KATLEGO MMALANE (Botswana), speaking on behalf of the African Group and aligning himself with the Group of 77, said that the African Group is grateful to the Ethiopian Government for its consistent support of the ECA, including the donation of the historic Africa Hall and the operational arrangements which provide privileges and immunities related to the implementation project. It is also grateful for upcoming agreements on the use, at no cost, of a vehicle parking lot for 60 years, with a possible extension. The Group also welcomes the successful completion of the construction of the Zambezi Building and auxiliary work in September 2018, which will allow for the issuance of the final completion certificate. The Africa Group appreciates the Secretary‑General’s commitment to ensure the preservation of the facility’s historical and architectural integrity. It stresses the need to continue to engage key stakeholders, including the host Government, the African Union and UNESCO, in the project.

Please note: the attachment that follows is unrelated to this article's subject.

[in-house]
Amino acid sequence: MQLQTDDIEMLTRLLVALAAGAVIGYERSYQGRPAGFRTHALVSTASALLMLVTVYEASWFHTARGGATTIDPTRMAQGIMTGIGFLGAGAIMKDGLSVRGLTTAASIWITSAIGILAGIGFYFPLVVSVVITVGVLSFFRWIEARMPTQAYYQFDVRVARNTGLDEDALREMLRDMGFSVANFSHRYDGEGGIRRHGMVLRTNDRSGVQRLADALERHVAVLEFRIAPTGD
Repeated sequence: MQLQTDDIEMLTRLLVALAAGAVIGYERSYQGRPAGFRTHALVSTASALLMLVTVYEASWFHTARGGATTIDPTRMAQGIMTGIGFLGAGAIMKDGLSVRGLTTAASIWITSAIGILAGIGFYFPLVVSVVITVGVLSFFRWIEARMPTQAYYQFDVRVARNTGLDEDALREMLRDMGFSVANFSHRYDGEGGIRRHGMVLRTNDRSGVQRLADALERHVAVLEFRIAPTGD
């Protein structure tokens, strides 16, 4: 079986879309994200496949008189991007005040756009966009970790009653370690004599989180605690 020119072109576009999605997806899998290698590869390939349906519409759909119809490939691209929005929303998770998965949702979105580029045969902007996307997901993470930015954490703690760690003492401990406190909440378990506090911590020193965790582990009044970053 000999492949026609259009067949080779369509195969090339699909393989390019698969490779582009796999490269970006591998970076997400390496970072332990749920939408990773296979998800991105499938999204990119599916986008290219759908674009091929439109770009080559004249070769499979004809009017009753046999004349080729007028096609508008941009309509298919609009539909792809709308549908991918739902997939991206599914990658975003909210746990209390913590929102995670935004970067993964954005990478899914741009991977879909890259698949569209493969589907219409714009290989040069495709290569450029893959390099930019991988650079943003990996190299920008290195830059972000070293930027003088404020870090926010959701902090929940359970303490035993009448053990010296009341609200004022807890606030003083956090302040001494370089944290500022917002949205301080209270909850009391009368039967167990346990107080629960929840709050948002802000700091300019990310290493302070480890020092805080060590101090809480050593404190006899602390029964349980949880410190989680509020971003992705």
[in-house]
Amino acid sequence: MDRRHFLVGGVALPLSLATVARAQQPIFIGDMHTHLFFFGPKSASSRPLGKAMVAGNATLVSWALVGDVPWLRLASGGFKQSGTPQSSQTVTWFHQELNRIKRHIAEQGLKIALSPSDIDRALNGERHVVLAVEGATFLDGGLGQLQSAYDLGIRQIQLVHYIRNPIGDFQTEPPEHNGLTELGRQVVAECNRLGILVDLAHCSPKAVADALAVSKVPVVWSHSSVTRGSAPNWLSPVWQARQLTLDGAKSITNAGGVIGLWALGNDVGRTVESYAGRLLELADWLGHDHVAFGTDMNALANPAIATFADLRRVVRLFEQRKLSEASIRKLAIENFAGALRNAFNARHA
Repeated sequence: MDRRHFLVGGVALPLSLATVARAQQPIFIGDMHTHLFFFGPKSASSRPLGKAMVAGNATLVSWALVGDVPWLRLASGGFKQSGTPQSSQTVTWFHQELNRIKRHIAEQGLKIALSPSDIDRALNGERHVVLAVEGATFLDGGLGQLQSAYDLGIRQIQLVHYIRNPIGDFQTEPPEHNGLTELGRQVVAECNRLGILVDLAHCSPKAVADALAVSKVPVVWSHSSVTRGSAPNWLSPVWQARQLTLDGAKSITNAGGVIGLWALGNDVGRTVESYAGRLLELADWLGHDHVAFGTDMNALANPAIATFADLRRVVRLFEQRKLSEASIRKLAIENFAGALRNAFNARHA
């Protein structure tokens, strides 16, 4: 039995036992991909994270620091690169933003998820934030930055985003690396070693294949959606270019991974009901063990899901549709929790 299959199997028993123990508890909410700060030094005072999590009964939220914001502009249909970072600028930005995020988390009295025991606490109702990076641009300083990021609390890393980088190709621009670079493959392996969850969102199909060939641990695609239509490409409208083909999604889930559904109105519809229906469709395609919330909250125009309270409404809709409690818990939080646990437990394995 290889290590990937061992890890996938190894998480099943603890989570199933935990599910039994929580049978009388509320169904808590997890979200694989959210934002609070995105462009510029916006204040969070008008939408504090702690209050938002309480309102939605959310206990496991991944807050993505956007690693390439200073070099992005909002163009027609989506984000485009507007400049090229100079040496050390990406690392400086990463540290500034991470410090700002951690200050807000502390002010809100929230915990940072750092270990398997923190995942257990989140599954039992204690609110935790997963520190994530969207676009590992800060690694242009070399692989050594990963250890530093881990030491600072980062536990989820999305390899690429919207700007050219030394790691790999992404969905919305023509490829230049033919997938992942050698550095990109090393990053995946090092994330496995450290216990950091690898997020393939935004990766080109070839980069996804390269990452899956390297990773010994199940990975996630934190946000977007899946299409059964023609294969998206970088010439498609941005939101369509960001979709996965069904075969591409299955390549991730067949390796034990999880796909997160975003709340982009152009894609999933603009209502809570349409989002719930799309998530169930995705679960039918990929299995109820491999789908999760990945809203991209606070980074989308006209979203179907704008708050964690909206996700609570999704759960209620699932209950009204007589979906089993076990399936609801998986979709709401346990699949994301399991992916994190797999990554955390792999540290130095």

Regarding voluntary contributions, the African Group appreciates the $52,191 donation by the Government of Mali despite the country’s many challenges, he said. It also welcomes the Swiss Government’s pledge of a voluntary contribution and encourages the Secretary‑General to work with other Member States to mobilize additional voluntary contributions and other forms of support for the Africa Hall’s renovation. It will seek to clarify the Commission’s intention to hire a consultant to provide expertise and support to develop a detailed resource mobilization plan. Regarding timelines and schedules, the African Group notes the Secretariat’s optimism in completing the project with the maximum overall budget of $56.9 million approved by the Assembly. It reiterates its concern about the 11‑month slippage of the main renovation works and possible additional delays. The Group will seek details about measures taken to avoid the risks and ensure the project will be delivered within the approved scope, budget and timeline, he said.